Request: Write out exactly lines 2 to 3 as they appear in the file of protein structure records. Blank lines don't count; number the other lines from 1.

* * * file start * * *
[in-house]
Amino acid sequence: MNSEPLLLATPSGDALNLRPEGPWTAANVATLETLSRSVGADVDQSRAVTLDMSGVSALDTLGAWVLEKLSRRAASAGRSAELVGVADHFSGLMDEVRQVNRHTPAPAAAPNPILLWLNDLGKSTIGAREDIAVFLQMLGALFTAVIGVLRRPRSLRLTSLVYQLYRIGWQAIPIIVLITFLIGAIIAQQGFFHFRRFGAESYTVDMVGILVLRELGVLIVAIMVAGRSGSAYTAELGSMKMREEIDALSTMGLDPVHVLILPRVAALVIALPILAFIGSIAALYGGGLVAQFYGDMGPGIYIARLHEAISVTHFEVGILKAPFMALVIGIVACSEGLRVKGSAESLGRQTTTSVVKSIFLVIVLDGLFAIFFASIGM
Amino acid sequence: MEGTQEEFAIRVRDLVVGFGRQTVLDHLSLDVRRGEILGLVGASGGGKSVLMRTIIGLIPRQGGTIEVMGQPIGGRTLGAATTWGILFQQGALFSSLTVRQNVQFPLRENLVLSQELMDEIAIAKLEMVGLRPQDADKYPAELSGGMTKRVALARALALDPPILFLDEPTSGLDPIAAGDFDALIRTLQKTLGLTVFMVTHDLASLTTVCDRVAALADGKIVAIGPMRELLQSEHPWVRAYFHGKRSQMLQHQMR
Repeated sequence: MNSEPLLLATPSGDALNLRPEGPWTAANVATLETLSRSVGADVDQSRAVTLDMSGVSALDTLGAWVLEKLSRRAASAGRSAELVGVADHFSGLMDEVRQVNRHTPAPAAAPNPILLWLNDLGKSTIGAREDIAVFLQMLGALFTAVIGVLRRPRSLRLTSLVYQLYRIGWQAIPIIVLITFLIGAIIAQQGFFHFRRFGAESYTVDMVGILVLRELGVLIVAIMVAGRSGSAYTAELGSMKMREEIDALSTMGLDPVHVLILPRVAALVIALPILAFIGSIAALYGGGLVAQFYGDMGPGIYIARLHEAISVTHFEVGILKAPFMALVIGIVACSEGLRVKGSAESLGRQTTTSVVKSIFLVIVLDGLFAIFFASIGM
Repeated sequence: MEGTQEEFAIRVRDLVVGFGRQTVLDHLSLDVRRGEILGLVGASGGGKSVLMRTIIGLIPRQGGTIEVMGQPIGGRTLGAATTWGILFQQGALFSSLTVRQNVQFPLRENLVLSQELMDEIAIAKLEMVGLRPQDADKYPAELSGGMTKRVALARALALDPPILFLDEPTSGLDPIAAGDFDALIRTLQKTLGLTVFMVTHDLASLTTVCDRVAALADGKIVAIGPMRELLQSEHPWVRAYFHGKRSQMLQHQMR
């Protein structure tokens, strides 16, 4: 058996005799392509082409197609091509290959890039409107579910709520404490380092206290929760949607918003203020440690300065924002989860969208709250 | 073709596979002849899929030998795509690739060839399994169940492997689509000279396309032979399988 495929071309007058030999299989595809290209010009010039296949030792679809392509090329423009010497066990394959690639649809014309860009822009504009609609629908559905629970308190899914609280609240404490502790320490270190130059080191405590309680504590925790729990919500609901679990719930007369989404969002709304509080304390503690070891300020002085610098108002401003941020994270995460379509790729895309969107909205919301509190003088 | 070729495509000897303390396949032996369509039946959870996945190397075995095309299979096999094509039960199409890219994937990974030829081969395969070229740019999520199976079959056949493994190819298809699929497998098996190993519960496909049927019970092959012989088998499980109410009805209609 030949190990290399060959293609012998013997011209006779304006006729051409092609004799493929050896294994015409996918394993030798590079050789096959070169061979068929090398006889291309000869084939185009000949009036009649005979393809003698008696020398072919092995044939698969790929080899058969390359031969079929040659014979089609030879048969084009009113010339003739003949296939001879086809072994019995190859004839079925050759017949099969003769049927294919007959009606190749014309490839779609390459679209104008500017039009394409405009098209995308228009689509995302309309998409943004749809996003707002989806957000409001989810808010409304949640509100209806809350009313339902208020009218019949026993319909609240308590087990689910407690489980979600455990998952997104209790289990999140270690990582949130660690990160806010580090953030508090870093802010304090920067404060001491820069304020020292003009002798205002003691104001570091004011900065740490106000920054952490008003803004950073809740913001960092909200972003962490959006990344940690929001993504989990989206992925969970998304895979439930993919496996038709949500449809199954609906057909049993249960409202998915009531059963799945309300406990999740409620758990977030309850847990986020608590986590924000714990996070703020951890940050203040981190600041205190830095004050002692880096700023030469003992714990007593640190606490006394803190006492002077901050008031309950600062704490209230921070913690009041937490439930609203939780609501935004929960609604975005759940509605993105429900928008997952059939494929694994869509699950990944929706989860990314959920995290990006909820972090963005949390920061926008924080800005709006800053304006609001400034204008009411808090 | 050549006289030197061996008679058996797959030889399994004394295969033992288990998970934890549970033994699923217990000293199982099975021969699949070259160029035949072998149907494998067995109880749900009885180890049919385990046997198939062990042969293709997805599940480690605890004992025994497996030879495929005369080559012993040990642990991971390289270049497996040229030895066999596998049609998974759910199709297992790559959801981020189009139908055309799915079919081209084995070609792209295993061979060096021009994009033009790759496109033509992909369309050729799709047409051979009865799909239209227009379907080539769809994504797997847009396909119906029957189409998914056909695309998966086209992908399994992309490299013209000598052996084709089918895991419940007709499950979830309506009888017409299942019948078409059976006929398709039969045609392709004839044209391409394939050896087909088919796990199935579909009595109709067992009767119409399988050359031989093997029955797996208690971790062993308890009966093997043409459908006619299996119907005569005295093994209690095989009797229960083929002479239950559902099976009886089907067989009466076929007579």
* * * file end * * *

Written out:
Amino acid sequence: MNSEPLLLATPSGDALNLRPEGPWTAANVATLETLSRSVGADVDQSRAVTLDMSGVSALDTLGAWVLEKLSRRAASAGRSAELVGVADHFSGLMDEVRQVNRHTPAPAAAPNPILLWLNDLGKSTIGAREDIAVFLQMLGALFTAVIGVLRRPRSLRLTSLVYQLYRIGWQAIPIIVLITFLIGAIIAQQGFFHFRRFGAESYTVDMVGILVLRELGVLIVAIMVAGRSGSAYTAELGSMKMREEIDALSTMGLDPVHVLILPRVAALVIALPILAFIGSIAALYGGGLVAQFYGDMGPGIYIARLHEAISVTHFEVGILKAPFMALVIGIVACSEGLRVKGSAESLGRQTTTSVVKSIFLVIVLDGLFAIFFASIGM
Amino acid sequence: MEGTQEEFAIRVRDLVVGFGRQTVLDHLSLDVRRGEILGLVGASGGGKSVLMRTIIGLIPRQGGTIEVMGQPIGGRTLGAATTWGILFQQGALFSSLTVRQNVQFPLRENLVLSQELMDEIAIAKLEMVGLRPQDADKYPAELSGGMTKRVALARALALDPPILFLDEPTSGLDPIAAGDFDALIRTLQKTLGLTVFMVTHDLASLTTVCDRVAALADGKIVAIGPMRELLQSEHPWVRAYFHGKRSQMLQHQMR